New paper published in Macromolecules on surface-initiated living anionic polymerization of functional methacrylates from the surface of organic particles.
Very happy to announce that Jean Gustavo takes up the mantle of responsibility and will support the continued growth of our team in the role as Deputy Group Leader! We are looking forward to working with him in his new role to push forward our research at the energy / water / sustainability nexus.
New paper published in ACS Nano. Our work explores horn-like pore entrance geometries that boost the overall charging dynamics and charge storage of nanoporous supercapacitors. This work was in collaboration with Guang Feng (HUST).
New article published in Journal of Materials Chemistry A on high performance Mo(C,N,O)x Li-ion battery anodes. Using a continuous wet-chemical process process called a microjet reactor, we combined ammonium heptamolybdate with para-phenylenediamine, tweaking the mix to get just the right results. After applying thermal annealing, we obtained Mo(C,N,O)x with stacking defects embedded in a carbonaceous matrix. Depending on the synthesis and annealing parameters, different morphologies and phases were observed. The best of our materials yielded a high capacity of 933 mAh/g after 500 cycles! 🔋
933 mAh/g after 500 cycles… so the initial capacity must have been higher? Actually, no! On the contrary, we s tarted with about 500 mAh/g, went down a bit and then almost doubled the capacity between the 100th and 500th galvanostatic charge/discharge cycle. This has to do with the “magic of molybdenum”, as we had seen similar effects of self-activation before.🔬
Big shoutout to Mana Abdirahman Mohamed, Oliver Janka, Jörg Schmauch, and Guido Kickelbick from Universität des Saarlandes for the exciting project . 🤝 Kudos to Stefanie Arnold for her patience with this project and her excellent expertise! 🌟 And a special thanks to the Leibniz Institute for Plasma Science and Technology (INP Greifswald) e.V. (Antje Quade) for X-ray photoelectron spectroscopy. 🙌
New review article published in Advanced Energy Materials on the degradation of supercapacitors, as featured as “Editor’s Choice” and on the front cover.
Our review discusses the significance of monitoring methods and strategies for tracking the performance degradation of EDLCs and pseudocapacitors, employing a range of cutting-edge techniques such as electrochemical methods and in situ and ex situ analyses. These methods enable researchers to better understand the underlying mechanisms behind supercapacitor aging.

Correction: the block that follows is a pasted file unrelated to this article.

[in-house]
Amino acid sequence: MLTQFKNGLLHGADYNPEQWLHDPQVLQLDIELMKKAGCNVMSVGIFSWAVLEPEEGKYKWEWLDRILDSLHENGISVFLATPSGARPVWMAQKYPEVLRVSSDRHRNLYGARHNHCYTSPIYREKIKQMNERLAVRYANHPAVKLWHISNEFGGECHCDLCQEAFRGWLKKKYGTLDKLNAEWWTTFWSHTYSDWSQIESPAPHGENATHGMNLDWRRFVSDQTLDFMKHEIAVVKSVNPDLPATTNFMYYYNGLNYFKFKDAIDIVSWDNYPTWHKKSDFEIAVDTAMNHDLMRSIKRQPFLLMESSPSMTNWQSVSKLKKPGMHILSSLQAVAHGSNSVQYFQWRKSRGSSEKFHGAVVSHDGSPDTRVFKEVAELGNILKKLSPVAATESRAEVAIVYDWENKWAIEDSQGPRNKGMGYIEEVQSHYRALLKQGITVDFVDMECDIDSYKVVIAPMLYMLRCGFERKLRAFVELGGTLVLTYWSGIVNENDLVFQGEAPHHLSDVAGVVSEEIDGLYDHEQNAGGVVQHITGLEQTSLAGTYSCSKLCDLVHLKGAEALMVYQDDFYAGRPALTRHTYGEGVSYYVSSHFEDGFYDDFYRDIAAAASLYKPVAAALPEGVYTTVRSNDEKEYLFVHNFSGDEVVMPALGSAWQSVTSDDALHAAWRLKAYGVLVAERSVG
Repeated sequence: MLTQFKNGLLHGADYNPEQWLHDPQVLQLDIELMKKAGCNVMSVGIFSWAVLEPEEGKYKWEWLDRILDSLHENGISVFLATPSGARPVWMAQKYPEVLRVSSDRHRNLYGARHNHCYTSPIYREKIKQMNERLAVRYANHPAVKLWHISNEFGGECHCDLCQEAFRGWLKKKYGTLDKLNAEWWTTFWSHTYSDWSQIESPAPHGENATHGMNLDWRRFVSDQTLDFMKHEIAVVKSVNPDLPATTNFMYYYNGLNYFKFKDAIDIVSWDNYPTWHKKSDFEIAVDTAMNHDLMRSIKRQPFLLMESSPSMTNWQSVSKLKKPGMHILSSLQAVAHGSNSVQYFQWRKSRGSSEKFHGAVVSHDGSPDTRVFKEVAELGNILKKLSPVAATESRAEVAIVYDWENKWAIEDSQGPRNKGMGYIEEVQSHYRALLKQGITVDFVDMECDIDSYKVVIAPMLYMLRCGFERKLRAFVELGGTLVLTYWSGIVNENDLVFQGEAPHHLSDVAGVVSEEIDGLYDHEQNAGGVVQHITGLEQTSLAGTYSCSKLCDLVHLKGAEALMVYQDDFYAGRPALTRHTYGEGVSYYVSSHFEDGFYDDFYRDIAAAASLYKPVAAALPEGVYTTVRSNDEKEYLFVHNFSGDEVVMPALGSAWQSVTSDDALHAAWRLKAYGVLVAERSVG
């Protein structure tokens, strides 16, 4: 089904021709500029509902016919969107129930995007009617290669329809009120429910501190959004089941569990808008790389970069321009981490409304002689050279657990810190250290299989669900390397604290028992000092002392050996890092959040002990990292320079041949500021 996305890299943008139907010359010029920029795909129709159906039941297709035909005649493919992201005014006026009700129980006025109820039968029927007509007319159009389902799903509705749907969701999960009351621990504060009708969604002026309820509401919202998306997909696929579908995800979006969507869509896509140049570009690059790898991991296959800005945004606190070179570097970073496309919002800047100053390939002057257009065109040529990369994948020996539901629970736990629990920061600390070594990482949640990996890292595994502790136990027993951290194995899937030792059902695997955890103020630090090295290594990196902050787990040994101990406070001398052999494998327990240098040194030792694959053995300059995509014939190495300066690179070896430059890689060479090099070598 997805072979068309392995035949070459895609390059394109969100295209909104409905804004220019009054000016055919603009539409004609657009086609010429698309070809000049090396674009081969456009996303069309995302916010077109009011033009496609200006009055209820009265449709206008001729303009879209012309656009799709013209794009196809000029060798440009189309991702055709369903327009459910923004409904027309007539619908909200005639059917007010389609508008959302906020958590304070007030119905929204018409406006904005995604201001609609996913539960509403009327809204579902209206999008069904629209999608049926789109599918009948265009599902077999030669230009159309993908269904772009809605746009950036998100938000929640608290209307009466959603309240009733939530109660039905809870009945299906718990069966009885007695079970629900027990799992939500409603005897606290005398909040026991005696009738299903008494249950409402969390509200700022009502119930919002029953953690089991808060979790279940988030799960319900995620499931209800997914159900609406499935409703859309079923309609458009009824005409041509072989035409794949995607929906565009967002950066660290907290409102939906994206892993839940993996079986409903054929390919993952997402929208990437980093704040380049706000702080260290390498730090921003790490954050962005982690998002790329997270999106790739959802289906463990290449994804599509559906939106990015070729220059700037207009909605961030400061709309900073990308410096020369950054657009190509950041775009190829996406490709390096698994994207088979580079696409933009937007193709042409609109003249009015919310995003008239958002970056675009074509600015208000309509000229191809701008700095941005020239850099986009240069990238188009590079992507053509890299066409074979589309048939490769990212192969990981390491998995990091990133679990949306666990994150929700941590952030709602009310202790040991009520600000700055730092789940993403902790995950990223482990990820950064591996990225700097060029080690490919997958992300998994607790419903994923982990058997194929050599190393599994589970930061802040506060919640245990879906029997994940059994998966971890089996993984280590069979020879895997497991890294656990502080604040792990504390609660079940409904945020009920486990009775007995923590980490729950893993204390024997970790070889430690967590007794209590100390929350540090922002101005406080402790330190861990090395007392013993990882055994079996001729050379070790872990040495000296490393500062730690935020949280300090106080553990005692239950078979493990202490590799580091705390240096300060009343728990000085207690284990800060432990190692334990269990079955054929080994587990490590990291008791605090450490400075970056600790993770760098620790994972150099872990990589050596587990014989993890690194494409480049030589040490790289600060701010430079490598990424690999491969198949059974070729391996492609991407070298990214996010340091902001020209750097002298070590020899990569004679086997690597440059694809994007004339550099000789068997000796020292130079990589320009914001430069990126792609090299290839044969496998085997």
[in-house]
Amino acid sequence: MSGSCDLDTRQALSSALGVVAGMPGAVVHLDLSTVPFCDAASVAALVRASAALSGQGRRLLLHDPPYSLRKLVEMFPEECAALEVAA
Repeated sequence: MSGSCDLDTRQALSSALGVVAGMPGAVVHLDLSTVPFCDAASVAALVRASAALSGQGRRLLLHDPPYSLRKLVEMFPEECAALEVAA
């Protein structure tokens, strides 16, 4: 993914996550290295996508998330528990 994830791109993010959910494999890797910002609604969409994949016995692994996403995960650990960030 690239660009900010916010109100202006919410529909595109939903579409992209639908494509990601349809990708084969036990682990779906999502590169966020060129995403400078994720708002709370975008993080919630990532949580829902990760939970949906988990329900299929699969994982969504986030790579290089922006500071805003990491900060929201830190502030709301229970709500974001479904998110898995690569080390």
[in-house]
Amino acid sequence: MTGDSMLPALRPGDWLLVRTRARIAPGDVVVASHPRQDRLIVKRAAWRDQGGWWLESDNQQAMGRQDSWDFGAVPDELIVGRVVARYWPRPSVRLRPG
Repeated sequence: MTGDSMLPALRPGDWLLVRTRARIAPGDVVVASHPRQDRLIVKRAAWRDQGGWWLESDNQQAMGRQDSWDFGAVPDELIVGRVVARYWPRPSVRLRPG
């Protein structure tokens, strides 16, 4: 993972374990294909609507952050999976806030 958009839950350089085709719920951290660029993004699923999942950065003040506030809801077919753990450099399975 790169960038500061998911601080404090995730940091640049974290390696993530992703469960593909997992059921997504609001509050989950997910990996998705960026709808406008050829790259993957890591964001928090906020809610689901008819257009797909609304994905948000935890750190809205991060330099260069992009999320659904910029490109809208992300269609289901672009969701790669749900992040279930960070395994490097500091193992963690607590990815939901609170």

We also explore the intricate interplay of electrode materials, electrolytes, and other critical system aspects, including pore blocking, electrode compositions, functional groups, and corrosion of current collectors. When we understand these factors, we can pave the way for enhanced supercapacitor designs and materials that offer prolonged lifespan and improved performance. Moreover, we also examine the impact of aging from an industrial application standpoint, providing valuable insights into the real-world scenarios. And finally, we highlight future directions and challenges, including the development of innovative materials and advanced monitoring methods, to combat performance degradation effectively.
Team INM-Leibniz Institute for New Materials: Emmanuel Pameté, Volker Presser
Team Friedrich Schiller University Jena: Lukas Köps, Fabian Kreth, Andrea Balducci
Skeleton Technologies: Sebastian Pohlmann
Helmholtz Institute Ulm (HIU): Alberto Varzi
Nantes Université: Thierry Brousse
New paper published in Nano Research. Heavy metal pollution is a major environmental problem to the environment and human health. Adsorption is an effective approach with a straightforward process, adaptability to a wide range of water concentrations, and high selectivity. But commonly, the materials are designed for a one-time-use and discarded after they have reached their uptake capacity.
Electrochemistry is a promising way to re-use materials by simple charge/discharge cycling. We demonstrated electrochemically enhanced selective lead removal with FeOOH. FeOOH is an environmentally friendly and cost-effective sorbent. And it is conveniently available on large scale. Our work demonstrates the feasibility of regenerating FeOOH by charge and provides a new approach for recycling and upcycling FeOOH sorbent.
Our recent study investigated the selectivity of FeOOH in a mixed solution of Co2+, Ni2+, and Pb2+ and proposed to enhance the capacity and regenerate FeOOH by using external charges. Our results demonstrated that FeOOH showed superior selectivity towards Pb2+ compared to Co2+ and Ni2+, with a purity of 97±3% in the extracts. The high selectivity is attributed to the lower activation energy for Pb2+ sorption. The system also exhibited a Pb2+ uptake capacity of 37.4 mg/g with high selectivity when using industrially exhausted granular ferric hydroxide as the electrode material.